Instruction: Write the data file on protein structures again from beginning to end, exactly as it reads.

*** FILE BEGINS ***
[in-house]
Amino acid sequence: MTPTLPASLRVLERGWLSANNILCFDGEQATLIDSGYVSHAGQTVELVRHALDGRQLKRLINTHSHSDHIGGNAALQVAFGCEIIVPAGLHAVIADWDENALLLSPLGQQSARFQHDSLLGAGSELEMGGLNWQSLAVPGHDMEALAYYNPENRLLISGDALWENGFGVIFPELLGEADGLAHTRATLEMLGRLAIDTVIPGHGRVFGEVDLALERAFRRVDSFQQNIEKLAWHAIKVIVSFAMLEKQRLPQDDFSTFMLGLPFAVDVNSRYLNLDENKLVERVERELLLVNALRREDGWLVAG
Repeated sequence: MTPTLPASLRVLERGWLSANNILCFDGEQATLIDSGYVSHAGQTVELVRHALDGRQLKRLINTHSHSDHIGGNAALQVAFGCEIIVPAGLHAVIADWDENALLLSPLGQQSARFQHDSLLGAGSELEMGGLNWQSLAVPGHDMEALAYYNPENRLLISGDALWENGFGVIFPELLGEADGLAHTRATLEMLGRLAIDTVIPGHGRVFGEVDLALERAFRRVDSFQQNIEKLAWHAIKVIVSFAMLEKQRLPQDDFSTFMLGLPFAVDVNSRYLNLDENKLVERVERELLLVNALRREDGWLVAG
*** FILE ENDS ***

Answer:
[in-house]
Amino acid sequence: MTPTLPASLRVLERGWLSANNILCFDGEQATLIDSGYVSHAGQTVELVRHALDGRQLKRLINTHSHSDHIGGNAALQVAFGCEIIVPAGLHAVIADWDENALLLSPLGQQSARFQHDSLLGAGSELEMGGLNWQSLAVPGHDMEALAYYNPENRLLISGDALWENGFGVIFPELLGEADGLAHTRATLEMLGRLAIDTVIPGHGRVFGEVDLALERAFRRVDSFQQNIEKLAWHAIKVIVSFAMLEKQRLPQDDFSTFMLGLPFAVDVNSRYLNLDENKLVERVERELLLVNALRREDGWLVAG
Repeated sequence: MTPTLPASLRVLERGWLSANNILCFDGEQATLIDSGYVSHAGQTVELVRHALDGRQLKRLINTHSHSDHIGGNAALQVAFGCEIIVPAGLHAVIADWDENALLLSPLGQQSARFQHDSLLGAGSELEMGGLNWQSLAVPGHDMEALAYYNPENRLLISGDALWENGFGVIFPELLGEADGLAHTRATLEMLGRLAIDTVIPGHGRVFGEVDLALERAFRRVDSFQQNIEKLAWHAIKVIVSFAMLEKQRLPQDDFSTFMLGLPFAVDVNSRYLNLDENKLVERVERELLLVNALRREDGWLVAG